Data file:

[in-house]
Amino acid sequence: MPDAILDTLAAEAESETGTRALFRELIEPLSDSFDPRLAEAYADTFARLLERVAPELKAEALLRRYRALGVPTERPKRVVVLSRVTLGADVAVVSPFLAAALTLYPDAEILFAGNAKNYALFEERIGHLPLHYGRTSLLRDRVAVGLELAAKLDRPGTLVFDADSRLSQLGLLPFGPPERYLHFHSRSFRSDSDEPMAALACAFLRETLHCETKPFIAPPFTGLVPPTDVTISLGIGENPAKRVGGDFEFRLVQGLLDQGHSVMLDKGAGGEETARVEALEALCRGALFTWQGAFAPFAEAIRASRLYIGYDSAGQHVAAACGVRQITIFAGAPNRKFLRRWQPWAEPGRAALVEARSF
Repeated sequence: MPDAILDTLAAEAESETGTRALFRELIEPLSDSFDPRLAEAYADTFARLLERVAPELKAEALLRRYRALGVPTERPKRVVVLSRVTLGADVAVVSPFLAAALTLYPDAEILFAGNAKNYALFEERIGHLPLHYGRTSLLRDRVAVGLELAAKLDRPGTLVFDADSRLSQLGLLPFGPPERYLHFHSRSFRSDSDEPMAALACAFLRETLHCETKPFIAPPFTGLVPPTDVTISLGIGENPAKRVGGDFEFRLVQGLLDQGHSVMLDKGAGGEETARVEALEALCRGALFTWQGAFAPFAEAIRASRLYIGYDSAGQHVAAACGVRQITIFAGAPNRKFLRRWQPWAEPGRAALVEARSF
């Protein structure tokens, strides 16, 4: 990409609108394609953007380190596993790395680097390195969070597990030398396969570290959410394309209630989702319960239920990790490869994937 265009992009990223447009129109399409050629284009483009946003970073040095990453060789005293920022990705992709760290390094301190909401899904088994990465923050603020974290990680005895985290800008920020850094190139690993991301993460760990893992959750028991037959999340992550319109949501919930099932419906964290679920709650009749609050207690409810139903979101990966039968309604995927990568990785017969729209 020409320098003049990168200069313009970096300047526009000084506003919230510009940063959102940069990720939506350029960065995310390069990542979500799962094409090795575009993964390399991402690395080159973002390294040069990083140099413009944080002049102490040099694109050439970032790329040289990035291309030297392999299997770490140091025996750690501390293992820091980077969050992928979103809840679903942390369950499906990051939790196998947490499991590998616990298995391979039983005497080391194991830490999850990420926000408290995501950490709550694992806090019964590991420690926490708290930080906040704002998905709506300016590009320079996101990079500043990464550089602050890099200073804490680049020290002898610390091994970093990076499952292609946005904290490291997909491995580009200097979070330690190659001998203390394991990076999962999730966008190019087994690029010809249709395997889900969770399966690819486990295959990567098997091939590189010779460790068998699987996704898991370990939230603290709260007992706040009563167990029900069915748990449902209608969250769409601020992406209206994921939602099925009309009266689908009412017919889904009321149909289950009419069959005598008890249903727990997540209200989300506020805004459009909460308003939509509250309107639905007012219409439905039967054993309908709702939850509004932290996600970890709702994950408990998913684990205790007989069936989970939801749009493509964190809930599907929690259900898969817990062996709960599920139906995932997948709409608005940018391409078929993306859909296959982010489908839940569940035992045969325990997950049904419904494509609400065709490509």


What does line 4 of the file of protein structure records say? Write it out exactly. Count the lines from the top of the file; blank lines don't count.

């Protein structure tokens, strides 16, 4: 990409609108394609953007380190596993790395680097390195969070597990030398396969570290959410394309209630989702319960239920990790490869994937 265009992009990223447009129109399409050629284009483009946003970073040095990453060789005293920022990705992709760290390094301190909401899904088994990465923050603020974290990680005895985290800008920020850094190139690993991301993460760990893992959750028991037959999340992550319109949501919930099932419906964290679920709650009749609050207690409810139903979101990966039968309604995927990568990785017969729209 020409320098003049990168200069313009970096300047526009000084506003919230510009940063959102940069990720939506350029960065995310390069990542979500799962094409090795575009993964390399991402690395080159973002390294040069990083140099413009944080002049102490040099694109050439970032790329040289990035291309030297392999299997770490140091025996750690501390293992820091980077969050992928979103809840679903942390369950499906990051939790196998947490499991590998616990298995391979039983005497080391194991830490999850990420926000408290995501950490709550694992806090019964590991420690926490708290930080906040704002998905709506300016590009320079996101990079500043990464550089602050890099200073804490680049020290002898610390091994970093990076499952292609946005904290490291997909491995580009200097979070330690190659001998203390394991990076999962999730966008190019087994690029010809249709395997889900969770399966690819486990295959990567098997091939590189010779460790068998699987996704898991370990939230603290709260007992706040009563167990029900069915748990449902209608969250769409601020992406209206994921939602099925009309009266689908009412017919889904009321149909289950009419069959005598008890249903727990997540209200989300506020805004459009909460308003939509509250309107639905007012219409439905039967054993309908709702939850509004932290996600970890709702994950408990998913684990205790007989069936989970939801749009493509964190809930599907929690259900898969817990062996709960599920139906995932997948709409608005940018391409078929993306859909296959982010489908839940569940035992045969325990997950049904419904494509609400065709490509």